Half of respondents to a survey about the HSE’s new Fee for Intervention (FFI) scheme are unclear about what constitutes a “material breach”, with fears raised that the term could be interpreted differently by different inspectors, resulting in inconsistencies.
The FFI scheme, which began on Monday (1 October), places a duty on the HSE to recover its costs for carrying out its regulatory functions. Inspectors who identify material breaches at the sites they visit will charge organisations £124 an hour for the time they spend investigating and resolving the breaches.
In a survey carried out by legal firm DAC Beachcroft, questioning more than 100 organisations across a range of industries, 50 per cent of respondents admitted they didn’t understand the definition of a material breach.
According to the HSE’s FFI guidelines, a material breach is defined as a contravention of health and safety law that requires an inspector to issue a written notice to the duty-holder. This may be notification of a contravention, an Improvement or Prohibition Notice, or a prosecution, and must include the law that the inspector’s opinion relates to; the reasons for their opinion; and notification that a fee is payable to the HSE.
Businesses in compliance with their legal obligations will not have to pay a penny, according to the regulator, which hopes that FFI will act as a further incentive for duty-holders to operate within the law and help level the playing field between compliant and non-compliant employers.
However, Prospect, the union that represents HSE inspectors, believes that some form of material breach will be found at most sites visited. According to Mike Macdonald, the union’s negotiator, the message that compliant companies have nothing to fear from FFI “will lead a lot of businesses into thinking that they won’t be charged; then they end up being charged and that unsettles them”.
The DAC Beachcroft survey also revealed concerns that the lack of clarity over the term could lead to different interpretations depending on the inspector involved – a view support by the Forum of Private Business. The Forum’s senior policy advisor, Alex Jackman, called on the HSE to clarify what constitutes a material breach. “Of course we need effective laws governing health and safety in the workplace – and for these laws to be policed – but a situation where breaches are being diagnosed in anything other than a standardised way is not acceptable,” he said.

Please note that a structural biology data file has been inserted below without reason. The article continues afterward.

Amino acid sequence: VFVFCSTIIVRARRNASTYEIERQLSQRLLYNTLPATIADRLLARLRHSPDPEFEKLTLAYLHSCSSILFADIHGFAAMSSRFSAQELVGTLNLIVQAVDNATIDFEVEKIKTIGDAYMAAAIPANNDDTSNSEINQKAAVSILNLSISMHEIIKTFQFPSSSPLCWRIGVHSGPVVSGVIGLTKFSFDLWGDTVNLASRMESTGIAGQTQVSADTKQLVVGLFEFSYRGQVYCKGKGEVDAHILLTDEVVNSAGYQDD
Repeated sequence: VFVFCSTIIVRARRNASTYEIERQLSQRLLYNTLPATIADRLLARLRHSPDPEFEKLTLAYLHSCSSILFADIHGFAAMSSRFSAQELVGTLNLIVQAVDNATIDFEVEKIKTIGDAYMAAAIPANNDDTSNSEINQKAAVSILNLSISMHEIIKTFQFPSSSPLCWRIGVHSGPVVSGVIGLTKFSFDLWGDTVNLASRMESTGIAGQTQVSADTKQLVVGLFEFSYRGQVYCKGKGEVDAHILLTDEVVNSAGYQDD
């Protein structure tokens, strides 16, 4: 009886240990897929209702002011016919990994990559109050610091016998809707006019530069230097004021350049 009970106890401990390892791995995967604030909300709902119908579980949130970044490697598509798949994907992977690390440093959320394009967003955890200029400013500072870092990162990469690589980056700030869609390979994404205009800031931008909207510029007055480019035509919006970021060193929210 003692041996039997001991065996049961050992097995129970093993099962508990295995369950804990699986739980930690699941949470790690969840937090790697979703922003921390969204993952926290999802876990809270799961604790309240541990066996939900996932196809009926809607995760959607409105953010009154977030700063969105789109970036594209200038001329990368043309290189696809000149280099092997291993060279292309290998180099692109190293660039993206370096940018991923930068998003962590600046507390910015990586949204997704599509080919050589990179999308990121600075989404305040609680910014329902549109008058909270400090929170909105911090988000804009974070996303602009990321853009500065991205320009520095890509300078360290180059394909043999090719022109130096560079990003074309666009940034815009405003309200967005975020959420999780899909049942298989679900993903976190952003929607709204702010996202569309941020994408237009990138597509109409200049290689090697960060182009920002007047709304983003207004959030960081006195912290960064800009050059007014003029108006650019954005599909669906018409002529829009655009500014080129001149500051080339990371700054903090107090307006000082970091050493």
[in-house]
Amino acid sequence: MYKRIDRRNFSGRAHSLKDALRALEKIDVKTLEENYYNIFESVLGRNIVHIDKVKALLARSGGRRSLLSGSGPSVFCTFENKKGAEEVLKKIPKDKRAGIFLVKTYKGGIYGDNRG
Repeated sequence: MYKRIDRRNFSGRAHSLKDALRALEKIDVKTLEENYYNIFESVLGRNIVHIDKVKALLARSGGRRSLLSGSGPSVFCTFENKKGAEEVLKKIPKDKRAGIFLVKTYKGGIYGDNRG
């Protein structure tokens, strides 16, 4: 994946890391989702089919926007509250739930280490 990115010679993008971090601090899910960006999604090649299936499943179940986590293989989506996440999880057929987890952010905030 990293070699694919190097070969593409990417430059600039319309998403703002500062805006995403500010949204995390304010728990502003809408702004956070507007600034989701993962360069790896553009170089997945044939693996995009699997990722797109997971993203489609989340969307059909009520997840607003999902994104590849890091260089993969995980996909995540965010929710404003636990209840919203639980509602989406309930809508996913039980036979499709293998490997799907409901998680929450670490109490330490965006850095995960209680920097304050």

“The danger is that this move will simply fuel the HSE’s cost-recovery drive and it could lead to wildly different interpretations among inspectors as to what constitutes a breach in the first place. We need clarification without delay.”
Sally Roff, head of the safety, health and environment group at DAC Beachcroft, commented: “We still need a far clearer definition from the HSE on what will equate to a “material breach” so that it can’t be interpreted in different ways by different inspectors. The best way for business to prepare is to ensure their health and safety processes and procedures are water-tight and that their employees are well-informed about the HSE’s new approach.”
The survey also showed that about 70 per cent of respondents are worried that FFI will cause strains in their relationship with the HSE, with 58 per cent saying they would be less likely to approach the regulator for advice. About half also expected more frequent visit from inspectors.
Macdonald is concerned that some companies might withdraw from cooperating with the HSE over research projects. He suggested to SHP that if specialist inspectors visit a site for research purposes and spot a material breach then, in the interests of consistency, they would be duty-bound to charge the firm under FFI.
He called on the Government to undertake a proper review of the scheme after 12 months of operation to see if it is actually incentivising duty-holders to operate within the law and whether health and safety improvements are being made as a result.
Concerns that FFI will herald a weakening in the relationship between regulator and duty-holder also chime with the findings from a separate survey carried out by law firm DWF earlier this year.
Steffan Groch, head of its regulatory and litigation team, said: “Currently, as an advisory body, the HSE is a go-to for advice and support, especially for smaller businesses. Following these changes, however, there is a concern that organisations will shy away from consulting the HSE, or avoid reporting accidents, in fear of being charged or penalised if they are found not to be complying with the law. “With the new guidelines in mind, there are certain legal steps that health and safety professionals should take to ensure they are compliant with the new regime, and are in a position to quickly and efficiently deal with any HSE investigations. For example, companies should make sure that there is an appointed representative for each of its sites to deal with the HSE – and that person should act as the point of liaison for any inquiries or investigations.”